EXAMPLES OF POTENTIAL UNETHICAL BEHAVIORS IN LABORATORIES:
- Fabrication of data (e.g.: Deletion of data – removal of existing data/Data creation).
- Misrepresenting quality control samples.
- Not following SOPs (Standard Operating Procedures) or industry standards.
- Modifying samples to alter characteristics.
- Manipulating analytical results.
- Substituting samples, files, data.
- Falsifying records of analytical equipment readings.
- Cherry-picking results.
INTEGRITY OF DOCUMENTS AND INFORMATION SUPPLIED
Each Bureau Veritas employee is personally responsible for all the information he/she provides and for all the documents he/she produces, such as, but not limited, to reports, test results and certificates.
INTEGRITY AND INTERNAL CONTROL OF FINANCIAL AND ACCOUNTING INFORMATION
All financial and accounting information must be duly and correctly recorded in Bureau Veritas’ books and accounts and may in no case be the subject of incomplete, erroneous or fraudulent treatment.
CONFLICT OF INTEREST
It is vital for Bureau Veritas employees to be independent and to report any commitment or link which may create a potential conflict of interest.
EXAMPLES OF SITUATIONS THAT WE REGULATE:
To offer or to influence an off er of a job to a family member or to a person with whom you have a close personal relationship, without first having obtained the approval of the person to whom you report.
To have a family or a close personal relationship with a person who is in your reporting line without having informed in writing both the person to whom you report and your Human Resources leader.
To have a family or close personal relationship with a person associated with a Bureau Veritas business partner, client, or competitor (in any case within the area of business in which you work), without having informed in writing both the person to whom you report and your Human Resources leader.
To solicit or accept, whether directly or indirectly, a personal gain granted to you as a Bureau Veritas employee (other than modest gift s and hospitality in accordance with the principles articulated in our Gift s and Hospitality Policy).
To accept appointments outside of Bureau Veritas while employed by Bureau Veritas,
without fi rst having obtained the approval of the person to whom you report.
To acquire, directly or through relatives, friends or intermediaries, an interest in a competitor, supplier or client (or to fail to disclose such existing interests), except as set forth in Bureau Veritas’ internal procedures.
To use any goods or resources of the company that employs you, for your own personal use.
BEING ACTIVE AGAINST CORRUPTION
We categorically reject all forms of bribery, corruption, and influence peddling, and we are committed to full compliance with all applicable laws and prohibitions of such behavior.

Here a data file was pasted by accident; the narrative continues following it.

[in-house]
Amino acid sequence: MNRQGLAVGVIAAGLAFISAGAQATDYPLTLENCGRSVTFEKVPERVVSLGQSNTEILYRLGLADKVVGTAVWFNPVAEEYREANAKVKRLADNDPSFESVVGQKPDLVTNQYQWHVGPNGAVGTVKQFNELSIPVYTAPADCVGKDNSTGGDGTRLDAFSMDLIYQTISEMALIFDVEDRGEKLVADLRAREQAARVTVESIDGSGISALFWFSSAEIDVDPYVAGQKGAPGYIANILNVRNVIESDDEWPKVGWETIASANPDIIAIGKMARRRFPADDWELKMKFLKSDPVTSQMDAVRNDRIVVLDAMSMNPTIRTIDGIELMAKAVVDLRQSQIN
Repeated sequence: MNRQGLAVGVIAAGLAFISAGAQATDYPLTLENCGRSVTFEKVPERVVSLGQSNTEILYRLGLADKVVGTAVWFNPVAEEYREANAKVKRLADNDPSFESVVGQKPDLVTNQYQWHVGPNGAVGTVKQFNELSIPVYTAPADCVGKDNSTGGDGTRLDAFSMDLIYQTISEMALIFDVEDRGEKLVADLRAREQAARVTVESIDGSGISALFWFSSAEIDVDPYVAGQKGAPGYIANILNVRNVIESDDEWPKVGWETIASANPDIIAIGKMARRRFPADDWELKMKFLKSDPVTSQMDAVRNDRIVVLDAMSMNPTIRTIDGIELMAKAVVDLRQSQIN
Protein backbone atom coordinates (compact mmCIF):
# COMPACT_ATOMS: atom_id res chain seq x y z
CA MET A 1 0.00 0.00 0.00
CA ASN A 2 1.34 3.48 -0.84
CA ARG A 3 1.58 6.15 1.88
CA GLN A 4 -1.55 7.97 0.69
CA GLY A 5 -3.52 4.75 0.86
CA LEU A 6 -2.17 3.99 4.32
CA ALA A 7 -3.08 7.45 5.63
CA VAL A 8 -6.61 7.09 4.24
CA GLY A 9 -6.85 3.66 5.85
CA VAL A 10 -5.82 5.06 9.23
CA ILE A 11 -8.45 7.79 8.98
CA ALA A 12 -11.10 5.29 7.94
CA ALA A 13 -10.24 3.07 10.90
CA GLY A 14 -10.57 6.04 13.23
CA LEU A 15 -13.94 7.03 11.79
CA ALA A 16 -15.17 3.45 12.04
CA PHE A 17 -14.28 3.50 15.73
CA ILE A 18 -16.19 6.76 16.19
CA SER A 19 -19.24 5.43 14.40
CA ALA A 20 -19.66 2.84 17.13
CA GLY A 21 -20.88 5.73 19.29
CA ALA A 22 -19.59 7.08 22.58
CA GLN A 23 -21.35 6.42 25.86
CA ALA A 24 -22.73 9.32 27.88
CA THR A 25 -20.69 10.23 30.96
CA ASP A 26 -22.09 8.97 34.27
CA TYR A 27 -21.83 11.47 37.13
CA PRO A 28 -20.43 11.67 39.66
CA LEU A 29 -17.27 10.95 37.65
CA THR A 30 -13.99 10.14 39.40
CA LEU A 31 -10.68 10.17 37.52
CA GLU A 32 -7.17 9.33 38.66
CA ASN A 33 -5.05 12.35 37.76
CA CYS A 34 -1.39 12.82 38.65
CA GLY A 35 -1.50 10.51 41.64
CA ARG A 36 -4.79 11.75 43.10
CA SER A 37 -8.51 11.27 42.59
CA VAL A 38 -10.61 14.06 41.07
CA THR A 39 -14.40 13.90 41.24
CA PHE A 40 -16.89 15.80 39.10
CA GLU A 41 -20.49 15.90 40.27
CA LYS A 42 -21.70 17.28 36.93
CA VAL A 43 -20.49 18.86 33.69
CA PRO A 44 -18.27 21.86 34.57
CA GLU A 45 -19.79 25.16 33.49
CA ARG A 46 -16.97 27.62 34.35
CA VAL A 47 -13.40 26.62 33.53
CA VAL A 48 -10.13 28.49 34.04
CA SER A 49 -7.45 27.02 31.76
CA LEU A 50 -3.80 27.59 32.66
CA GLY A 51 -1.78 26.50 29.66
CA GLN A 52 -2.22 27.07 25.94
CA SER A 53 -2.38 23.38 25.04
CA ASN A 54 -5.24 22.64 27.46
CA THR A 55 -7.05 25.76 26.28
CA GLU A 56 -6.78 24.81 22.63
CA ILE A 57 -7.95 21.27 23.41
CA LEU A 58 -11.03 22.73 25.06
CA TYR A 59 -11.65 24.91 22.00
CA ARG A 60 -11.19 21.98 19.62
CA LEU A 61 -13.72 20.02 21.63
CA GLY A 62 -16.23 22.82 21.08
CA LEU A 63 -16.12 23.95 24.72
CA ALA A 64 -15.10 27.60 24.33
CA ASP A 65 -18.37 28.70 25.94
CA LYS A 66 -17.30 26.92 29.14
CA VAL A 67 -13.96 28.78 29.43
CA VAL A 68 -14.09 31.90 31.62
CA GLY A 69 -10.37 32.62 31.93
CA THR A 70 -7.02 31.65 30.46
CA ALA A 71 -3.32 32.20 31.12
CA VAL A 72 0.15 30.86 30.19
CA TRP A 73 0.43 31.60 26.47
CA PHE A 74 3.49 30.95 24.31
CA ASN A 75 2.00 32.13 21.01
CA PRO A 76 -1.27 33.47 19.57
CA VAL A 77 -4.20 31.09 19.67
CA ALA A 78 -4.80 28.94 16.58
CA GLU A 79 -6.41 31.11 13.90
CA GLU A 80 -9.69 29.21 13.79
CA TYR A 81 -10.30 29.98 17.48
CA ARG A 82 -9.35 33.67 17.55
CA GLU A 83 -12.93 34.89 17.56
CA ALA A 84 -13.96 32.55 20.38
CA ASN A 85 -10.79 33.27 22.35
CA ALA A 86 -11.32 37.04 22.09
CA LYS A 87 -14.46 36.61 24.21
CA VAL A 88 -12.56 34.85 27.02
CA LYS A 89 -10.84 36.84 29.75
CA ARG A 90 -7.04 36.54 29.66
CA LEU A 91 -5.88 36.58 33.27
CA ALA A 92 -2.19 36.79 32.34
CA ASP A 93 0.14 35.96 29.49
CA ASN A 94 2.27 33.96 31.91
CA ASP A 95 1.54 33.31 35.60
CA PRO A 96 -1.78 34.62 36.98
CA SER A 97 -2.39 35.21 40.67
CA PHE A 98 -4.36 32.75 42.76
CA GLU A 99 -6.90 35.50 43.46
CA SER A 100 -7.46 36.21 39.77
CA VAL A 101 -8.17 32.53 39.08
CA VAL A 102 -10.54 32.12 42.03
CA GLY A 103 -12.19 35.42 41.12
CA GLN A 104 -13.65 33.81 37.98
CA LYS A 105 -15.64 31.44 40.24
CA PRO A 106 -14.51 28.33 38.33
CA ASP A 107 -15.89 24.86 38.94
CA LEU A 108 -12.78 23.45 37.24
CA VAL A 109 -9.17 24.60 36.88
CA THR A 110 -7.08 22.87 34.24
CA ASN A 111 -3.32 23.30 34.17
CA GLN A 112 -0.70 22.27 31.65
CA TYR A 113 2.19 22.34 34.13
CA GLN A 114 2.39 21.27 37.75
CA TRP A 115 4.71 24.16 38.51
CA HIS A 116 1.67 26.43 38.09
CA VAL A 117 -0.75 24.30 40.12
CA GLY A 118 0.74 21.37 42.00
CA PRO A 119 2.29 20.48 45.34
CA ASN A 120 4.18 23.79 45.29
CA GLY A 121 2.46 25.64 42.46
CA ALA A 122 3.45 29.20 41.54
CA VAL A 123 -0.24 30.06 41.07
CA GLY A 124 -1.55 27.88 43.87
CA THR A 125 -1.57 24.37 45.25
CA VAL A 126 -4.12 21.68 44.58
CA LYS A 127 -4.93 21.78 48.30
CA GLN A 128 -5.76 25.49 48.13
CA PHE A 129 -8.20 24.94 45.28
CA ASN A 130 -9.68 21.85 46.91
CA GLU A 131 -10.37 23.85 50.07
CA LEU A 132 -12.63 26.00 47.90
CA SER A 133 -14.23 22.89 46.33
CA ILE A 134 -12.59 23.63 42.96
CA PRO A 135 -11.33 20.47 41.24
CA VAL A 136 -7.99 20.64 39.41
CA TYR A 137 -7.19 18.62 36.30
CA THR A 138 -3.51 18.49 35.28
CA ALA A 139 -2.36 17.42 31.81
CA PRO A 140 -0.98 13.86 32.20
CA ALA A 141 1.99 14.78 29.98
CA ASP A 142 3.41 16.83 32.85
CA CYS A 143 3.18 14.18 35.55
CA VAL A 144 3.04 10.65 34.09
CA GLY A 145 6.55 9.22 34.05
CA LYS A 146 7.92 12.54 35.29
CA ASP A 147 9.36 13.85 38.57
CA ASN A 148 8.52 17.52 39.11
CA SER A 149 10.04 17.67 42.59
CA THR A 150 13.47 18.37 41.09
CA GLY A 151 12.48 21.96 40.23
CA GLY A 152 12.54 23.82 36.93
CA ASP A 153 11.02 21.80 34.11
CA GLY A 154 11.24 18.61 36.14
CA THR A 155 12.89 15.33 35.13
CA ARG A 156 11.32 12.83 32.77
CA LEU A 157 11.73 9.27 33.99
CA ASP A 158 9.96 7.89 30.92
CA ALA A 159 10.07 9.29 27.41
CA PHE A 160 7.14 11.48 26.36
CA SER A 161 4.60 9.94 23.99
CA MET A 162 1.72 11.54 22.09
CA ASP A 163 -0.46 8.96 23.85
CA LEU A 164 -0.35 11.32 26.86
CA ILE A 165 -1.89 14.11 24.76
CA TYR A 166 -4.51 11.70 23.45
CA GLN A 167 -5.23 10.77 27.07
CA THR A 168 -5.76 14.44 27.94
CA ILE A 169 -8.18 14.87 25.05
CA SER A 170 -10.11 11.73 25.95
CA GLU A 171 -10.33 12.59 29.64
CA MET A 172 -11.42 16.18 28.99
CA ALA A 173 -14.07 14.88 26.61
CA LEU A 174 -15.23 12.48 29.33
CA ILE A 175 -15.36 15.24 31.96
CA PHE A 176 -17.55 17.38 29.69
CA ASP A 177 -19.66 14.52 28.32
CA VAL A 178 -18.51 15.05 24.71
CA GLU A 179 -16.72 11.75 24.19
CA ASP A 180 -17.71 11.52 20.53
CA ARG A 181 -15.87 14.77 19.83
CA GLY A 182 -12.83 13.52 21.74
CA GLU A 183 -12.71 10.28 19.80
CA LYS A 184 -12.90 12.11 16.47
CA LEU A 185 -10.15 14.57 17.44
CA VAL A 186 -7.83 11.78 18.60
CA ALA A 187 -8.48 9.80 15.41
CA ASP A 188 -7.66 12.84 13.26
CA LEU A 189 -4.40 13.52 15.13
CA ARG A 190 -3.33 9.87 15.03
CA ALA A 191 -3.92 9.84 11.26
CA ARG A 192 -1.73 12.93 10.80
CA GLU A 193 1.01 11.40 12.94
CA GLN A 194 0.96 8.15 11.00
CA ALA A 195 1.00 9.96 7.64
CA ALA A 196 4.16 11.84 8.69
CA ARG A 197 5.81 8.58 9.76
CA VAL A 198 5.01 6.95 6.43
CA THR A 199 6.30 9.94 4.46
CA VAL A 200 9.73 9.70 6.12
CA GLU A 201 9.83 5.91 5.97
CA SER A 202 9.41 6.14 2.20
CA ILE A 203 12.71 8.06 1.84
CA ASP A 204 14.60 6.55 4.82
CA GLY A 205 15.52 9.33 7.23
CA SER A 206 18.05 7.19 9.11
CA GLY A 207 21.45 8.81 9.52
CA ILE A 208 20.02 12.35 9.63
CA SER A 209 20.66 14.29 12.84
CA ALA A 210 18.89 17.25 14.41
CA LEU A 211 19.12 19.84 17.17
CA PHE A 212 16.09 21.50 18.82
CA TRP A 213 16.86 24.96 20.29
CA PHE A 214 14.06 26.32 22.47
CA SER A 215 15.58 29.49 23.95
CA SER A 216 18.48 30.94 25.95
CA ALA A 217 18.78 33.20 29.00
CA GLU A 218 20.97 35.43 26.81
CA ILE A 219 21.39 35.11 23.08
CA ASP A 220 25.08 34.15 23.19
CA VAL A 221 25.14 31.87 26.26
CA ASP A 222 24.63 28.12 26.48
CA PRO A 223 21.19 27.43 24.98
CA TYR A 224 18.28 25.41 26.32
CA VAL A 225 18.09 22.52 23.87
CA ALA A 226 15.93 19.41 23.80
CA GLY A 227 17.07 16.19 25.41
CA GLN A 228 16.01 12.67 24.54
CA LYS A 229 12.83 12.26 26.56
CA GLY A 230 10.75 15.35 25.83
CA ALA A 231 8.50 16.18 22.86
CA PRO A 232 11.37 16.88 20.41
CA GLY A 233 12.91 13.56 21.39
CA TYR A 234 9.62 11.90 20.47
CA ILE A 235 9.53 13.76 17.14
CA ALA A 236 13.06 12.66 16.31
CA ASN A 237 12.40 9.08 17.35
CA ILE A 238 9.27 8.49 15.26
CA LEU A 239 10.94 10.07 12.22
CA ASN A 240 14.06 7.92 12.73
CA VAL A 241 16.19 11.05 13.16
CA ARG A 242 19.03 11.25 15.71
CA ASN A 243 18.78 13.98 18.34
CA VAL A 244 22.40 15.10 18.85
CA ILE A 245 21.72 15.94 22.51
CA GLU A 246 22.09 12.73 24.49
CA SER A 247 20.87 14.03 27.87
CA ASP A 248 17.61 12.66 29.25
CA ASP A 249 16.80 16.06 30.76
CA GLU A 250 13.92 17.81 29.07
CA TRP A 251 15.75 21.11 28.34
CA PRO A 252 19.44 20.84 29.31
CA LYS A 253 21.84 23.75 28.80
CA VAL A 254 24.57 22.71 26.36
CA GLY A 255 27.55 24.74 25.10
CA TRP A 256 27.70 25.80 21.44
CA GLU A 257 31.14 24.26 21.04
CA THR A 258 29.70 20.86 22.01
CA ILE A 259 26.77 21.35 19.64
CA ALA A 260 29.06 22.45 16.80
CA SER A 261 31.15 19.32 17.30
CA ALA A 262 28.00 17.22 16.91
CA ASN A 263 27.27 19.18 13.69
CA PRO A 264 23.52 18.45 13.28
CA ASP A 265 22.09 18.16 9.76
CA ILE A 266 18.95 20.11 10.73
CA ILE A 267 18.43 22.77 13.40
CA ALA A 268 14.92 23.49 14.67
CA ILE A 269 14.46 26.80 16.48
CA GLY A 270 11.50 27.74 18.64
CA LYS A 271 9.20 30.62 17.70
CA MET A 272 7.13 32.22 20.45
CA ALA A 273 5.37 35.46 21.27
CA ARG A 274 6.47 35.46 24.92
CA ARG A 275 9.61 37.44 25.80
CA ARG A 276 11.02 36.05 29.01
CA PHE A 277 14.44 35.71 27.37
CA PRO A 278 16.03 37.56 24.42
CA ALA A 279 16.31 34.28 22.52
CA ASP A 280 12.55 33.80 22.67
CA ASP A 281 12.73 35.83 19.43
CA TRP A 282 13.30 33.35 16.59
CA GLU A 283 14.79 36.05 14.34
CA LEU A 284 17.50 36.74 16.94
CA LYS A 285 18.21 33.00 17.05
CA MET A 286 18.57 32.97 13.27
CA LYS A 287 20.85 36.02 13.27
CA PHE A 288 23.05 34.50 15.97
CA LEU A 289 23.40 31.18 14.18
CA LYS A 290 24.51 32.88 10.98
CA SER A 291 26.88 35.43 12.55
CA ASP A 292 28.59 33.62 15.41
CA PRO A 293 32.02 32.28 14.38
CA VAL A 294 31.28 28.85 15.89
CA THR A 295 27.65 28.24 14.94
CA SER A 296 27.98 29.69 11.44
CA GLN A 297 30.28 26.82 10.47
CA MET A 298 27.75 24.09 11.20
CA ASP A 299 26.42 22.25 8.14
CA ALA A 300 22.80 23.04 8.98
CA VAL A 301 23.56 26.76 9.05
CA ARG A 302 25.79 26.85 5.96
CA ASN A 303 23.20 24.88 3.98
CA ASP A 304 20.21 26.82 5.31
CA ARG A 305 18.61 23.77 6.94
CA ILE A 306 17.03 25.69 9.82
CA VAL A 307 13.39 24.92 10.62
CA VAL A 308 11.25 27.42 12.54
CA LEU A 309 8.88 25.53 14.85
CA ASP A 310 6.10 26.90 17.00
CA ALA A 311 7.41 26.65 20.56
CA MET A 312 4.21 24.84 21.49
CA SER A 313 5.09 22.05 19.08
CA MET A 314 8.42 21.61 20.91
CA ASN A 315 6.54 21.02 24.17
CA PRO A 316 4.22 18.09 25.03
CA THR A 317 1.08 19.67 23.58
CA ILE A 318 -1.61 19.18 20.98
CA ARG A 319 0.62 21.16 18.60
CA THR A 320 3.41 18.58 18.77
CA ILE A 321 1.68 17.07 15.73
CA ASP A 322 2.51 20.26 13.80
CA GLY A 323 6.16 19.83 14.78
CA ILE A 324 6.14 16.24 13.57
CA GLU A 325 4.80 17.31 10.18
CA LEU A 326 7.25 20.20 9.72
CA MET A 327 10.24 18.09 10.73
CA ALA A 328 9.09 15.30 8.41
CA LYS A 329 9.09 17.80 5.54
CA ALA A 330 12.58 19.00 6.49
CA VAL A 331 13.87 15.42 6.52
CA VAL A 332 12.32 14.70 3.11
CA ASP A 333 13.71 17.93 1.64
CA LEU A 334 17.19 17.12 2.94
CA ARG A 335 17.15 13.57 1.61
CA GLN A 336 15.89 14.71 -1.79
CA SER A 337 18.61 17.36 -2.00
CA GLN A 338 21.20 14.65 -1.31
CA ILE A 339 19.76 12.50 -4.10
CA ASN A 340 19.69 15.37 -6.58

EXAMPLES OF CORRUPTION OR INFLUENCE PEDDLING (THIS LIST IS NON-EXHAUSTIVE):
- A Bureau Veritas employee makes a payment to an individual who is on the tender committee of a prospective client, in exchange for confidential tender information.
- A Bureau Veritas Intermediary engaged to liaise with tax authorities makes a payment to a tax offi cial in exchange for a reduction in Bureau Veritas’ tax liability and includes the payment on its invoice to Bureau Veritas as a “government relations fee”.
- A Bureau Veritas employee involved in a certifi cation engagement accepts an all-expenses-paid trip to the Caribbean from the client in exchange for providing a favorable result.
- A customs agent engaged by Bureau Veritas is unable to obtain a customs clearance for laboratory supplies that Bureau Veritas is seeking to import, due to an error in the required paperwork. The agent makes a cash payment to a customs offi cial in exchange for a release of the shipment.
- A Bureau Veritas employee colludes with a supplier to inflate the value of the payments Bureau Veritas makes to the supplier and the supplier pays a portion of the additional profi ts directly to the Bureau Veritas employee.
- A Bureau Veritas employee has a contact who is a close friend of a government official and the government official is in a position to influence a regulatory decision in favor of Bureau Veritas. The employee makes a payment to the contact in exchange for his exerting influence over the government official to make a decision favorable to Bureau Veritas.
GIFTS HOSPITALITY AND ENTERTAINMENT RECEIVED
No gift, hospitality or entertainment should be accepted if they influence improperly or create the appearance of improper influence on business decisions.
GIFTS HOSPITALITY AND ENTERTAINMENT GIVEN
Although giving business gifts hospitality and entertainment may seem customary in many parts of the world, they are the subject of strict controls because they could be perceived to be, or, could actually be, bribes to get someone to do something he or she should not, or, to get someone not to do something he or she should do, in the course of his/her employment.